4 Things You Should Ask Your Family Dentist About Your Toddler's Teeth

Dentist Blog

Your toddler should have seen the dentist at least once by the time they were a year old. As they get older, their dental needs change, and your family dentist is there to assist them in keeping their oral health in the best condition possible. Here are four things you should ask your family dentist about your toddler's teeth so you can keep their teeth in better condition throughout their life.

When can you floss their teeth?

You should floss regularly, and your toddler should as well. What you need to ask your dentist is this: when and how should you floss your toddler's teeth? Your toddler's teeth are susceptible to tooth decay and bacteria just like yours are, so get input from your family dentist about flossing your toddler's young teeth. Your family dentist may even give your toddler a special flossing tool to clean their teeth with.

When should they have all of their teeth?

Your toddler should ideally have a full set of teeth by the time they hit nearly three years of age. If your toddler has most of their teeth but not all and they're approaching an older age, or if you're worried about the progression of your toddler's tooth eruption, speak to the family dentist. They can give you a chart to help you track your toddler's oral health progress.

What does a cavity looks like?

Being able to identify the beginnings of a cavity in your toddler's young smile is a good thing—it means you'll be able to address their oral health needs with their family dentist as soon as a problem erupts. A cavity in a young tooth can look like a small dot of discoloration of a slightly gray to a brown or even darker color, and can be found along the gum line or in the center of a back tooth. Your toddler may favor a tooth with discoloration or experience gum sensitivity around a tooth that is in need of dental care.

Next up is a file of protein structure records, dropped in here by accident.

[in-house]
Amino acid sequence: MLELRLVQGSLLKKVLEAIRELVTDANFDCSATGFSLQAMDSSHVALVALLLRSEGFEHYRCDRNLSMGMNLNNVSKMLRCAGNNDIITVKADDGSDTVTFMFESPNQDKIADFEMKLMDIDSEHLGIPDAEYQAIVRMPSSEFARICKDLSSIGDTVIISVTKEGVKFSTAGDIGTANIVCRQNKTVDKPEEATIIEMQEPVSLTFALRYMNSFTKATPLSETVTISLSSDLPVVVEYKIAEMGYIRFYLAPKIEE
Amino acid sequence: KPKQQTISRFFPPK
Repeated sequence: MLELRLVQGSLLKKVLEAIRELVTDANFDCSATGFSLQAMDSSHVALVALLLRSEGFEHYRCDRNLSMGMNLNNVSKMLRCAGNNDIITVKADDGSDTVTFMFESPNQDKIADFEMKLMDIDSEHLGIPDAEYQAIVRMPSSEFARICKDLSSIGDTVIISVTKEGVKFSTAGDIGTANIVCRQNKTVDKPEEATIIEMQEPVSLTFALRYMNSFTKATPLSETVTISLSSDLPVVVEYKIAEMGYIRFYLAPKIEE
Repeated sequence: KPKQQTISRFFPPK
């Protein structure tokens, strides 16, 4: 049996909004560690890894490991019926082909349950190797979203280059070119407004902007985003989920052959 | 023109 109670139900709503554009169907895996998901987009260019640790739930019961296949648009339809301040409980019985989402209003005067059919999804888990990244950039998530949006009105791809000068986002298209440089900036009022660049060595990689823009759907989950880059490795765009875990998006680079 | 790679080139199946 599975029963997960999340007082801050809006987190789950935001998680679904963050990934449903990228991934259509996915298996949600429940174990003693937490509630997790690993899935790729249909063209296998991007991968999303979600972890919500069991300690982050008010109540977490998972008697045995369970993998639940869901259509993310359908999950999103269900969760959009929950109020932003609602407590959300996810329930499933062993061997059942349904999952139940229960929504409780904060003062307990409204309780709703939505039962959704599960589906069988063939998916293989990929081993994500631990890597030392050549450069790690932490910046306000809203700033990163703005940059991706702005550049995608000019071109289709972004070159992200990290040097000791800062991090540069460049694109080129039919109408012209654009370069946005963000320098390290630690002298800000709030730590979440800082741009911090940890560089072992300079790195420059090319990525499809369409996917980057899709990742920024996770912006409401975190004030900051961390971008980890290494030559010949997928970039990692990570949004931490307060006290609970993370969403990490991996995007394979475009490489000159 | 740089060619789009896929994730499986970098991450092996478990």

What are the cavity treatment options?

If your toddler is discovered to have a cavity or other signs of oral health issues, you should ask their family dentist whether the tooth affected should be pulled, filled, or left alone. A non-permanent tooth can be treated in a variety of ways, and often is filled to help prevent discomfort and the spread of cavities in the future. If your child is found to have multiple cavities, your family dentist may recommend more extensive dental treatments to protect their affected teeth.

For more information on how to help your toddler maintain their oral health, talk to your family dentist.


25 June 2020

To Tell the Tooth: A Dental Blog

Do you care for your teeth like you should? Most people brush their teeth, but so many people rush through this process and are not as careful as they should be. Still others avoid flossing. A lack of dental care over the years can lead to increased decay. Thankfully, we have dentists who can treat decay with fillings, crowns, and in some cases, root canals. Dentists also provide preventative care. They can clean your teeth and use things like fluoride treatments to strengthen your enamel. The more you know about dental care, the better you'll be able to care for your mouth, so feel free to read some of the articles on this website.